Digitalisation of the Euro pallet is not a sprint but a marathon - Inkjet printing as a compromise between feasibility, costs, and benefits?
The aim of the EPAL Enterprise Lab is to transform the EPAL Euro pallet into the digital world. Using the load carrier as a physical connection in the entire supply chain is not new but using it as a digital object will be. To achieve this objective, tests with different technologies, trackers, sensors, and the like have been carried out in the iPAL project team and by partners over the past three years.
One of the key findings was that the added value of one tracker in each EPAL Euro pallet - which is exchanged in the open pool - does not justify the cost of implementing and operating this technology. Furthermore, the communication networks for this use case were not yet available across Europe. There are only a few companies that, due to the value of their products or their complex requirements, e.g., for temperature-controlled logistics, have an added value from a tracker in each Euro pallet.
However, the desire for digital services, transparency and traceability is great across all sectors. To meet these demands and to be able to offer a "Tracker as a Service" as EPAL in the future, a unique pallet identification number (ID) is required on the EPAL Euro pallet. The variety of stapled and glued labels, which are mostly used for internal business applications, confirm the importance of affixing a unique and standardised pallet ID. Unfortunately, the above-mentioned paper labels nowadays lead to huge problems in the open exchange pool rather than to the desired transparency in the supply chain. The unique pallet ID not only enables the use as a digital load carrier but also enables EPAL to prevent counterfeiting in the market and to improve the quality of the exchange pallet pool.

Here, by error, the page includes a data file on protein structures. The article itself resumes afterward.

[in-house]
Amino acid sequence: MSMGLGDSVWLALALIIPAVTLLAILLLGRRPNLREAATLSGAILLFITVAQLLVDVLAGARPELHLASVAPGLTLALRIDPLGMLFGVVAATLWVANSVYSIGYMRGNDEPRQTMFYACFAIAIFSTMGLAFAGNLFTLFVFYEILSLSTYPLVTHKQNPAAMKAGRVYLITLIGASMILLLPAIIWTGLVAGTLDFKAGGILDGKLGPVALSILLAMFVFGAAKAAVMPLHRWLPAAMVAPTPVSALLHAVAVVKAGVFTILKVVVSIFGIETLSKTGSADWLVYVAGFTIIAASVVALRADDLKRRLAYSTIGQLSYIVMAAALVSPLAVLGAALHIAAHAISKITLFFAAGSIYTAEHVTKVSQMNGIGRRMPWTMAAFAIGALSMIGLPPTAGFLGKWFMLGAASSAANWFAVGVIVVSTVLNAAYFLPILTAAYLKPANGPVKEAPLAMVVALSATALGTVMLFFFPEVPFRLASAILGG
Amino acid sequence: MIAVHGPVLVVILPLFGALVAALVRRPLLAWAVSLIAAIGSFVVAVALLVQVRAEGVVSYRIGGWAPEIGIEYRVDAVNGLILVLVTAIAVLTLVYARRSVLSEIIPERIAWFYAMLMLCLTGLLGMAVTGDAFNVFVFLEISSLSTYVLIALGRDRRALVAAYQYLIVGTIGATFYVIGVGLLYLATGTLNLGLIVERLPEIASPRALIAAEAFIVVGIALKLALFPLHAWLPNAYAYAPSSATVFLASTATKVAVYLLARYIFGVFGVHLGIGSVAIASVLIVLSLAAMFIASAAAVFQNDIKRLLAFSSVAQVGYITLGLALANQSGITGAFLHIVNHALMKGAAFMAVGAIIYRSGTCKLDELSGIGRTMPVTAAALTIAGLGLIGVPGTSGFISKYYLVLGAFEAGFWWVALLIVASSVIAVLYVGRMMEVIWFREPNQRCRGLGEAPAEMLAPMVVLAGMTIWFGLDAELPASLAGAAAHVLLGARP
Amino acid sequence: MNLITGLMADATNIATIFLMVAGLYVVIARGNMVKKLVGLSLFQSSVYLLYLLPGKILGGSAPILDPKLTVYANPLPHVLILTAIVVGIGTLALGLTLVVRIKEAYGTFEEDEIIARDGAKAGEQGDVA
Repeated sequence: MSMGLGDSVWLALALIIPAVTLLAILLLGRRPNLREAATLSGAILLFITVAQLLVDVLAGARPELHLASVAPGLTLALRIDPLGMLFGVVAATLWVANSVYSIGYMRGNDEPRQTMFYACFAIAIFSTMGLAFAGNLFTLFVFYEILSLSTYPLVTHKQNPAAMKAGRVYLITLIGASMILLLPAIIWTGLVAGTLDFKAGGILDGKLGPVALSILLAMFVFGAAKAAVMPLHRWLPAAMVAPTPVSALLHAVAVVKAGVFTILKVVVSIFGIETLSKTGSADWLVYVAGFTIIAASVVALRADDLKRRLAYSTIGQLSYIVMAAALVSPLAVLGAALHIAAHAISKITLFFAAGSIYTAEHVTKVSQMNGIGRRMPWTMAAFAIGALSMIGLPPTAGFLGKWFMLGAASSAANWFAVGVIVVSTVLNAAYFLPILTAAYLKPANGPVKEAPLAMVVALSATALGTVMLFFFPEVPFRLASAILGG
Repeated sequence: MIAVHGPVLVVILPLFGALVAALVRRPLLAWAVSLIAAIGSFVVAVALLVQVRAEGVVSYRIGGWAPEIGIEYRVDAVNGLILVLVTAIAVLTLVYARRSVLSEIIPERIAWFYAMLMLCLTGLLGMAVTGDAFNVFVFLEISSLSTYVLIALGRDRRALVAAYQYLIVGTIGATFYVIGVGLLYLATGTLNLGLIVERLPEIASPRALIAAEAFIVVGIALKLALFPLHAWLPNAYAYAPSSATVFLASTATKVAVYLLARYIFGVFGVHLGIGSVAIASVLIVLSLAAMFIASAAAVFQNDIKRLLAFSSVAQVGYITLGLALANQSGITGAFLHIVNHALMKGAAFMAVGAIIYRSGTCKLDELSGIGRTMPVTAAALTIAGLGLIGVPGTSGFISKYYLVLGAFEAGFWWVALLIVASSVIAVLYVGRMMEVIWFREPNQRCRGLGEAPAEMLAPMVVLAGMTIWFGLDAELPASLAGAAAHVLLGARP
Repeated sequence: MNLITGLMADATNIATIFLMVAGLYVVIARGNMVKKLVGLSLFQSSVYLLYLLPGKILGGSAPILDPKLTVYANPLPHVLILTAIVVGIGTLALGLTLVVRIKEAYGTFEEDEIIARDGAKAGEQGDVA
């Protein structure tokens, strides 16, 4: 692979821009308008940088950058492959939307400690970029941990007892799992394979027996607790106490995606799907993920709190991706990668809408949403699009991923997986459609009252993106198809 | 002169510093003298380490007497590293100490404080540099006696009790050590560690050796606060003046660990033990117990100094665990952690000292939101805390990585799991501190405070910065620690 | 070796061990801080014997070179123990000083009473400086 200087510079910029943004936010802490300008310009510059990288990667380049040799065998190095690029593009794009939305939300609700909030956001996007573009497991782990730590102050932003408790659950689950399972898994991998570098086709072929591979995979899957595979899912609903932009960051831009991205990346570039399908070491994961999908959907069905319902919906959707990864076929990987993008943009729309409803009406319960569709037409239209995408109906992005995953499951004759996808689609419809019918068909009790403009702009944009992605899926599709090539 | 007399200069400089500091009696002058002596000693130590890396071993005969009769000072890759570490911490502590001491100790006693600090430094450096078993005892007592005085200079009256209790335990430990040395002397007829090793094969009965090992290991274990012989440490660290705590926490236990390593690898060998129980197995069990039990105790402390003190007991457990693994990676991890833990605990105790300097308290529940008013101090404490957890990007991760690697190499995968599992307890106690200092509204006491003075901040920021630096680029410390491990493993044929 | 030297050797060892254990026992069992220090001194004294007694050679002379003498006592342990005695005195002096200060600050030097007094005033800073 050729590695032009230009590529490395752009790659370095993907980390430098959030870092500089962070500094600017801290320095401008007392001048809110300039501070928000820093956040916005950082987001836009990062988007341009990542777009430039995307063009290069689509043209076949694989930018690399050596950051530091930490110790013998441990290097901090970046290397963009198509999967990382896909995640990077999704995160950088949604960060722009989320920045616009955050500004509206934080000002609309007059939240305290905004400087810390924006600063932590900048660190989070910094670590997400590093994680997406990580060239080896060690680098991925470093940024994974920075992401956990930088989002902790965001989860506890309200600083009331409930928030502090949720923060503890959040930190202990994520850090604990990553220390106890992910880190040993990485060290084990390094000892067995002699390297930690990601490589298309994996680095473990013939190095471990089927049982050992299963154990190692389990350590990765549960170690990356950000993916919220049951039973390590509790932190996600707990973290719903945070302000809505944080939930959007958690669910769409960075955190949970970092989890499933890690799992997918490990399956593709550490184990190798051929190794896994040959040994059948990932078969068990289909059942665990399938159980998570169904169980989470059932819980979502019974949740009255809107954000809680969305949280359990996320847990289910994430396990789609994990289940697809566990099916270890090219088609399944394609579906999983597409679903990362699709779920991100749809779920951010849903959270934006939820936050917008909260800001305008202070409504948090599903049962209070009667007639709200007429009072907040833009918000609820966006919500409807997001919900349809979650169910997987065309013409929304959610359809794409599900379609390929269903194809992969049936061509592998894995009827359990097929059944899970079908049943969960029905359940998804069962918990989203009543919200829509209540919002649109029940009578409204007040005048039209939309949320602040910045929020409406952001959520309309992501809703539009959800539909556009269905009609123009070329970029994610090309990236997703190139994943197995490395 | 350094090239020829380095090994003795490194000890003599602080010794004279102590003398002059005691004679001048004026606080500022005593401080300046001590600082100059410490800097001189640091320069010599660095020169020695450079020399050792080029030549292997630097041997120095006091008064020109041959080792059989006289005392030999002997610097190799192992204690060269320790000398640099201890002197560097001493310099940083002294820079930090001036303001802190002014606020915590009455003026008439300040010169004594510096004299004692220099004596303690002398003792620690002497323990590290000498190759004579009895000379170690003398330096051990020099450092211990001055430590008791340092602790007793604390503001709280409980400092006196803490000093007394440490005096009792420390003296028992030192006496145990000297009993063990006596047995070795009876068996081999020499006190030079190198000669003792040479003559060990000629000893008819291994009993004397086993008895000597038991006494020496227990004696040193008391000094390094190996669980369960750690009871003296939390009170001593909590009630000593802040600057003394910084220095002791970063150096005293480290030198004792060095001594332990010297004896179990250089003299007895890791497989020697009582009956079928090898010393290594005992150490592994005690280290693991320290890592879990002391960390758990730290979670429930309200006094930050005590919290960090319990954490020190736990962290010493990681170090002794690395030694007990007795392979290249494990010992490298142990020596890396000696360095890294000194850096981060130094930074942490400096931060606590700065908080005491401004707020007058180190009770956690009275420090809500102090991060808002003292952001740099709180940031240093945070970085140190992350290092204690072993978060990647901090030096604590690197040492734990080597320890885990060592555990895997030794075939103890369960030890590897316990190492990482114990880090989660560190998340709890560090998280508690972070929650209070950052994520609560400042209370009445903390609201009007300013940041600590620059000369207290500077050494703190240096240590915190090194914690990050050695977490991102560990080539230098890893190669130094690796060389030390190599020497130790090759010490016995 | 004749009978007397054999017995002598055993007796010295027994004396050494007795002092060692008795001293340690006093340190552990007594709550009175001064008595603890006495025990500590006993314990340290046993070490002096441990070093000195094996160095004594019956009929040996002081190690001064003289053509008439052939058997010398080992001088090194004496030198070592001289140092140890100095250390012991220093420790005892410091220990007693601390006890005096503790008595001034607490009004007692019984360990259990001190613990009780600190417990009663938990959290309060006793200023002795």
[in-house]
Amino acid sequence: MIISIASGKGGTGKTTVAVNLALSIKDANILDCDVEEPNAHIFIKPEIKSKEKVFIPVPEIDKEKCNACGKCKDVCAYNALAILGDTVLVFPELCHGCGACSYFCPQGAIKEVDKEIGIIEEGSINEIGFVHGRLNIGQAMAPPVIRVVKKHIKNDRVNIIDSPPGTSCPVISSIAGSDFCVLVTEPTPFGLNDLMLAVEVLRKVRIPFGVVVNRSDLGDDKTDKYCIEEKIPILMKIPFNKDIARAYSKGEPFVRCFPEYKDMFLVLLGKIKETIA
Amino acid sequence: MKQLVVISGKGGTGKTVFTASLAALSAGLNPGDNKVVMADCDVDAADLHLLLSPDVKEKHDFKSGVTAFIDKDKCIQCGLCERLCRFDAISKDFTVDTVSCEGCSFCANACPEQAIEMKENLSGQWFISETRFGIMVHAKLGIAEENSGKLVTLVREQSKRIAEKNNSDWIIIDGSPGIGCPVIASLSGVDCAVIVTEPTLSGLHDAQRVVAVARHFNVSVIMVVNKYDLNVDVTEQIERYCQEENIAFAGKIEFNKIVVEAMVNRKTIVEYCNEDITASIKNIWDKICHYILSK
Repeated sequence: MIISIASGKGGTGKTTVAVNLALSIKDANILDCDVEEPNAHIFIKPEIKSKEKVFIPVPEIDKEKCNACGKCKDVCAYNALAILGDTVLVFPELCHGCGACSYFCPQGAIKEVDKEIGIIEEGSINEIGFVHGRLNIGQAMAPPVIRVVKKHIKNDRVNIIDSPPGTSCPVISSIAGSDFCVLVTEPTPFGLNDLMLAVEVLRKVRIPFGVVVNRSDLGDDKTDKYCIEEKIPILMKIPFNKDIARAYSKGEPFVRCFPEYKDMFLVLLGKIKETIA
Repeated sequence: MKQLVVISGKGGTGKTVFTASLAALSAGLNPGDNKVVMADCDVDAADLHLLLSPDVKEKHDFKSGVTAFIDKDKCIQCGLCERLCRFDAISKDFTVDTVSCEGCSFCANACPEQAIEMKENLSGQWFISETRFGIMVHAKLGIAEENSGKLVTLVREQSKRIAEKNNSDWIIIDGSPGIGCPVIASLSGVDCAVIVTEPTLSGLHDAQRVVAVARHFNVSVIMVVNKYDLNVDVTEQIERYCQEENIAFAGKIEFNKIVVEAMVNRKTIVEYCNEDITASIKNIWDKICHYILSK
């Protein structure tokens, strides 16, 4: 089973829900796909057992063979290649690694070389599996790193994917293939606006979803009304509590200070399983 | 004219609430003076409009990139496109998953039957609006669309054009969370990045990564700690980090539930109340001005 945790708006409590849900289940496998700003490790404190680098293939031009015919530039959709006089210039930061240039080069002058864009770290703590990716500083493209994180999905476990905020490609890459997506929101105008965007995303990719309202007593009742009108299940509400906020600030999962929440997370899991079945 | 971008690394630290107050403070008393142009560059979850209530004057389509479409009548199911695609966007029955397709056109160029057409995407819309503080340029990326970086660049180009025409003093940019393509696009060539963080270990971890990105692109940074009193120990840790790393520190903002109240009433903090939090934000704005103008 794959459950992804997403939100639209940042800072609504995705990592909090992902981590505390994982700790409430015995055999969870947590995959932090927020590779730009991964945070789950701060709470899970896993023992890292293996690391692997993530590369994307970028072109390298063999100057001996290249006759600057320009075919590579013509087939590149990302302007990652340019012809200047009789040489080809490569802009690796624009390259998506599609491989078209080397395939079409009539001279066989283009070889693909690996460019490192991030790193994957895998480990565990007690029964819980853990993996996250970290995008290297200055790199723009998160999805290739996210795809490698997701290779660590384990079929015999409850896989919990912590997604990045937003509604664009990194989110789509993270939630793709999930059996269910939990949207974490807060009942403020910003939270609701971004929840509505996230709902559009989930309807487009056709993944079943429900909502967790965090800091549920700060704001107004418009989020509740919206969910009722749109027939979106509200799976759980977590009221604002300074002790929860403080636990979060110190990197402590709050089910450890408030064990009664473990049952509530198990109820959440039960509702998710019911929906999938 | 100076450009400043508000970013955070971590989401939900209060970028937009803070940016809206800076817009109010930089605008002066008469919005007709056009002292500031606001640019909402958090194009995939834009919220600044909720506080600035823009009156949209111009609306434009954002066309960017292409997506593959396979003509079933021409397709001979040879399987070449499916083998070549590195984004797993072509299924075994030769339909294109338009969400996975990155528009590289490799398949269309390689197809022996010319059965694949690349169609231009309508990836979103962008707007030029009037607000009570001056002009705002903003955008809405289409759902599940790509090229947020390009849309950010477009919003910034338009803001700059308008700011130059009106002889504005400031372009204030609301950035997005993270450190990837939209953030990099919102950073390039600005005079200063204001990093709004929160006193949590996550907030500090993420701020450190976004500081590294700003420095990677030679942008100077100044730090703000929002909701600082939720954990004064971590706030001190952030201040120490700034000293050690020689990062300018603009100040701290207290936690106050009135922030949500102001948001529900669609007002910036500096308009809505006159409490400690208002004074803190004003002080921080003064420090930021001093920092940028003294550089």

After the successful approval to produce EPAL Euro pallets with inkjet printing, the iPAL project team has been pursuing the serialisation of the EPAL Euro pallet with this technology for approximately 1.5 years. In the last few weeks, however, it has become clear that this project cannot be completed overnight. Although at the end of a production process a standardised EPAL Euro pallet is produced, each EPAL production line has its own individual character and manufacturing process. The layout and process configuration are also different, as in many cases other wooden load carriers are also produced on the machine. Printing a durable, readable QR code is anything but easy. Further steps are required in the pilot production lines to ensure a reliable system. In the end, it must be guaranteed that no "unreadable" or insufficiently printed pallets are released to the market.
In the market, the QR code should be durable and readable for a long time. As often mentioned in the last months, the handling of the iPAL pallets by the customers and especially by the forklift drivers is crucial. Another test in the next few weeks will provide additional insights regarding the logistical durability of the QR Code and will highlight further recommendations for EPAL.
In summary, we are taking small steps towards the aim of the serialised EPAL Euro pallet. However, we also must make compromises in the process. The challenges we face every day are based on the objective of producing a serialised EPAL Euro pallet with the existing systems and specifications. This means production lines and processes, people and machines, technology, costs, efficiency, and technical and legal regulations. In other words, we develop a product based on compromises.
But what would the ideal product serialised EPAL Euro pallet look like if we had no constraints from production, repair, regulations, materials or simply the interests of different users? A 100% solution, i.e., one that meets all requirements and wishes, cannot and will not exist. However, as the iPAL project team, we are already asking ourselves how much deviation there is between our developments with inkjet printing of QR codes and the desired ideal product and what compromises we still must make regarding feasibility, costs, and benefits.
If you also have ideas, customer requests or simply have an interest in participating in the project, please do not hesitate to contact us.
Please keep this information confidential.
© Michael Brandt - EPAL